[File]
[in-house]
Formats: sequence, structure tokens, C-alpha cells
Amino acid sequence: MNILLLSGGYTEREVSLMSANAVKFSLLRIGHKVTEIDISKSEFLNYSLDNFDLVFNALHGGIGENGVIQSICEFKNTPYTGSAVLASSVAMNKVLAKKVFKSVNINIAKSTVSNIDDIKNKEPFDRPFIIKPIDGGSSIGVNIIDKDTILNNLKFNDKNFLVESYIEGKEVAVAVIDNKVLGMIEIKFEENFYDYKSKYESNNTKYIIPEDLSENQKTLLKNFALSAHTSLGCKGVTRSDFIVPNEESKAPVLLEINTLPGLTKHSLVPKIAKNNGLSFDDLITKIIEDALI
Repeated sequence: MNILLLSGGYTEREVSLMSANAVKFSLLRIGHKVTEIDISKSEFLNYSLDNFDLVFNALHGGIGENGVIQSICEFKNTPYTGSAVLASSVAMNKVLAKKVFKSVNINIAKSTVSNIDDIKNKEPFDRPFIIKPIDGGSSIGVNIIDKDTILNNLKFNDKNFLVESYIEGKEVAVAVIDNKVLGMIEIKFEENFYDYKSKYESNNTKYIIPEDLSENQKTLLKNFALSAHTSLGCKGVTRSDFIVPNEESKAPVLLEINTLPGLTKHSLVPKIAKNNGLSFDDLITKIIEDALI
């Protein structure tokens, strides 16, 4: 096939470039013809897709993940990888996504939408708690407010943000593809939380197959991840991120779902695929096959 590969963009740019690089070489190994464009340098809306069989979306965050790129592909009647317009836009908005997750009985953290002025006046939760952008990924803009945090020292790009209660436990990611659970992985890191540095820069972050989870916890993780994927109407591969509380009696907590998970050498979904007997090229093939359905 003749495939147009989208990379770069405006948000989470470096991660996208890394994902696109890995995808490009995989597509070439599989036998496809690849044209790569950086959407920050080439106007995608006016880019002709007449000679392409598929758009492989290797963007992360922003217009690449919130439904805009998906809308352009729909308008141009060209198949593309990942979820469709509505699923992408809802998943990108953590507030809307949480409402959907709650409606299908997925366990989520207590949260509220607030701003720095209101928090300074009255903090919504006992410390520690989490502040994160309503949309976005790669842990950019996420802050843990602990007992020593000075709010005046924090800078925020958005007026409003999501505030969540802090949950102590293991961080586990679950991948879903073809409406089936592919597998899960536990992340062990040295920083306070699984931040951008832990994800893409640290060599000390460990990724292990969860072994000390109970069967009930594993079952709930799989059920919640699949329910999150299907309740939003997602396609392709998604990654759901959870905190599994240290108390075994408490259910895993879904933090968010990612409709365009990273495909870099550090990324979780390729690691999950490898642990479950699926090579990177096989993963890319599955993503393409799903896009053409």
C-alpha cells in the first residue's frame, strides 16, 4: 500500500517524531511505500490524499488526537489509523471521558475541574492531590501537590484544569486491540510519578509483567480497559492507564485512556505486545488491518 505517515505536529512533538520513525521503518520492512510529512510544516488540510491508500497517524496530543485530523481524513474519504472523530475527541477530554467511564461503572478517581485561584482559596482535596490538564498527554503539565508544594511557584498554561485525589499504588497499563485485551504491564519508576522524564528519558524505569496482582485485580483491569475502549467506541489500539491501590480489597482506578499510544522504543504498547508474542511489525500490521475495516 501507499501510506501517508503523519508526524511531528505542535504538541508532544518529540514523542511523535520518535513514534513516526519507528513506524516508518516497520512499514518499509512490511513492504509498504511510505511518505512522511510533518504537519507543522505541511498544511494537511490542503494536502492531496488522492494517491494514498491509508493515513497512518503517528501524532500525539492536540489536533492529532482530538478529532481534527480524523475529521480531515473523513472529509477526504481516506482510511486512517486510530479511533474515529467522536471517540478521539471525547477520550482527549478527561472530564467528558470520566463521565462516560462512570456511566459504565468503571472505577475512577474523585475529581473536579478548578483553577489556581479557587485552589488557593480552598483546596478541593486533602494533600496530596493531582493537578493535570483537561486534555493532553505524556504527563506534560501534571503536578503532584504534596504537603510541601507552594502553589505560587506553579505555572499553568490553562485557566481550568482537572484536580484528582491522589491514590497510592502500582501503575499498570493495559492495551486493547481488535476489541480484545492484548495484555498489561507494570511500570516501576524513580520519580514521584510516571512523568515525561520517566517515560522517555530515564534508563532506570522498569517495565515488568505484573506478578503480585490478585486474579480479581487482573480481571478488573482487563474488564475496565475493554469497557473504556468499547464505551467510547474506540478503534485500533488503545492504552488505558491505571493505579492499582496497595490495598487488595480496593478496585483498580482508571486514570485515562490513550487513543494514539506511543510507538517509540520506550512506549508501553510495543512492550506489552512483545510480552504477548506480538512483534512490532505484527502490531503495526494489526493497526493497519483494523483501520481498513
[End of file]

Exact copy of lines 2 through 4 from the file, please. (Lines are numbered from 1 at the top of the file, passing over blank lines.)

Formats: sequence, structure tokens, C-alpha cells
Amino acid sequence: MNILLLSGGYTEREVSLMSANAVKFSLLRIGHKVTEIDISKSEFLNYSLDNFDLVFNALHGGIGENGVIQSICEFKNTPYTGSAVLASSVAMNKVLAKKVFKSVNINIAKSTVSNIDDIKNKEPFDRPFIIKPIDGGSSIGVNIIDKDTILNNLKFNDKNFLVESYIEGKEVAVAVIDNKVLGMIEIKFEENFYDYKSKYESNNTKYIIPEDLSENQKTLLKNFALSAHTSLGCKGVTRSDFIVPNEESKAPVLLEINTLPGLTKHSLVPKIAKNNGLSFDDLITKIIEDALI
Repeated sequence: MNILLLSGGYTEREVSLMSANAVKFSLLRIGHKVTEIDISKSEFLNYSLDNFDLVFNALHGGIGENGVIQSICEFKNTPYTGSAVLASSVAMNKVLAKKVFKSVNINIAKSTVSNIDDIKNKEPFDRPFIIKPIDGGSSIGVNIIDKDTILNNLKFNDKNFLVESYIEGKEVAVAVIDNKVLGMIEIKFEENFYDYKSKYESNNTKYIIPEDLSENQKTLLKNFALSAHTSLGCKGVTRSDFIVPNEESKAPVLLEINTLPGLTKHSLVPKIAKNNGLSFDDLITKIIEDALI